For more information (in Spanish):

Sobre las declaraciones de Rigoberta Menchú (Change.org, 29 de mayo de 2015)

Cooperó el INE con 10 mil dólares para estancia de Rigoberta Menchú (La Jornada, 29 de mayo de 2015)

¿Por qué el INE dio 10 mil dólares a Rigoberta Menchú? (Red Política, 29 de mayo de 2015)

Organizaciones civiles de Oaxaca exigen destitución inmediata del titular del INE (Educa, 26 de mayo de 2015)

INE acredita a Rigoberta Menchú como observadora electoral (Aristegui Noticias, 26 de mayo de 2015)

Consígueme a un indígena” (El Financiero, 29 de mayo de 2015)


Chiapas: Violence in Teopisca to force women to attend a PRI rally

June 10, 2015

Pinta:

Graffiti: “Votes are gained, not bought,” Teopisca (@Chiapas Paralelo)

On 27 May, women who benefit from the Próspera governmental welfare program occupied the Teopisca City Hall to protest the Institutional Revolutionary Party (PRI) and its mayoral candidate, as they had been forced to attend a rally from this party, planned for 10am the next day. They were threatened with having their support withdrawn if they did not attend the action, they denounced.

In retaliation, women painted graffiti against the PRI mayoral candidate, Raúl López; they also punctured the PRI bus’ tires and broke its windows. They demand the resignation of the Próspera municipal coordinator, and that the SEDESOL officials suspend political conditions for participation in the program.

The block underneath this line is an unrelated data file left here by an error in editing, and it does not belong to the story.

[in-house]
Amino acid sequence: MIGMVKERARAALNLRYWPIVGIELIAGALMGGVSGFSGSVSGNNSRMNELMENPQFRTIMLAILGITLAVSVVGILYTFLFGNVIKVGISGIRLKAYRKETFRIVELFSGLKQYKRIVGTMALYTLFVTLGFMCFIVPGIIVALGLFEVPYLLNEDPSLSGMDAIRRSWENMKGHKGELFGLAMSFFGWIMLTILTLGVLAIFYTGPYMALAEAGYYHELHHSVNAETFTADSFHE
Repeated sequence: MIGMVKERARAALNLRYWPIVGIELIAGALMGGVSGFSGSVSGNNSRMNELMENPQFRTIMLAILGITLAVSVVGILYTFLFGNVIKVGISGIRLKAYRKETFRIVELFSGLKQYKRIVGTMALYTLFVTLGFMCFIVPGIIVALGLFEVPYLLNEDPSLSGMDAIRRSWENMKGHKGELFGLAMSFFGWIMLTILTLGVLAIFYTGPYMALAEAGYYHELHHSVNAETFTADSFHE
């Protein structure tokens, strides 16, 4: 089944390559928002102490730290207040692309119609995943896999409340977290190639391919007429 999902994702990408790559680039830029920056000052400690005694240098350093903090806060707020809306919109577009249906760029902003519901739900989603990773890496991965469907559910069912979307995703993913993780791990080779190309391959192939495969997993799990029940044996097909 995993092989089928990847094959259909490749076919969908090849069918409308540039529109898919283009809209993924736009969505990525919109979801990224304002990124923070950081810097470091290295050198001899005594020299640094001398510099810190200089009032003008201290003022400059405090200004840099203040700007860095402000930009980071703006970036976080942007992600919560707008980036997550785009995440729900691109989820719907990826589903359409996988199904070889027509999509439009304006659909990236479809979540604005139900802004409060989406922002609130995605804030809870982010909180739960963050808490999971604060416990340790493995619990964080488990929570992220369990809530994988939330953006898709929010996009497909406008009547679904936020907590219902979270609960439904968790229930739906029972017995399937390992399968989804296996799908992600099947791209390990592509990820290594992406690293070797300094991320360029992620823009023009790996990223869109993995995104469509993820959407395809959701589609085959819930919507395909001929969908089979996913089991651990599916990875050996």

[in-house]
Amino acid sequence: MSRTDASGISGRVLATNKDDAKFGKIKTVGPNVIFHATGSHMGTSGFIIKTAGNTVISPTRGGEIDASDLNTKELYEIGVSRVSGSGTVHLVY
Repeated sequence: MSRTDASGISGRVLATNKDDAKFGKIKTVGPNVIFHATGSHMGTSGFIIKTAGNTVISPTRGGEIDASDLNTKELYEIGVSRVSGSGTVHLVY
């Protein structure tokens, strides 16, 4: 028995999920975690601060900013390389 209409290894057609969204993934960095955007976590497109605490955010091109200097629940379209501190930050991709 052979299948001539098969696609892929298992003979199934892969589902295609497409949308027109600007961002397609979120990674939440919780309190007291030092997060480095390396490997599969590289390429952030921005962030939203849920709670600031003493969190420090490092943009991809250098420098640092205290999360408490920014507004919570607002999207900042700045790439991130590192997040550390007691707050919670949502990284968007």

In light of these acts, the Chiapas Center for Women’s Right A.C. (CDMCH) denounced “the violence that women face if they receive welfare programs from the political parties and officials of public policy, in exchange for votes, forcing them to join whatever political party to ensure the flow of support.” The CDMCH denounced that the women had been threatened with “having their programs withdrawn if they do not join the party, [which] takes advantage of their impoverished state, amidst the fact that there is no comprehensive attention granted by the State in terms of education, health, housing, and just work.”

The CDMCH has demanded a halt to violence against women, as well as the use of poverty for political ends, being “consequences of the impunity and social backwardness in which thousands of us women and our families live in Chiapas, in terms of the exercise of the right to free and informed voting on 7 June.”

For more information (in Spanish):

Beneficiarias de Prospera en Teopisca desocupan alcaldía tras cese de funcionaria, La Jornada, 30 de mayo de 2015

Protestas en Teopisca por uso electoral de programa social, La Jornada, 29 de mayo de 2015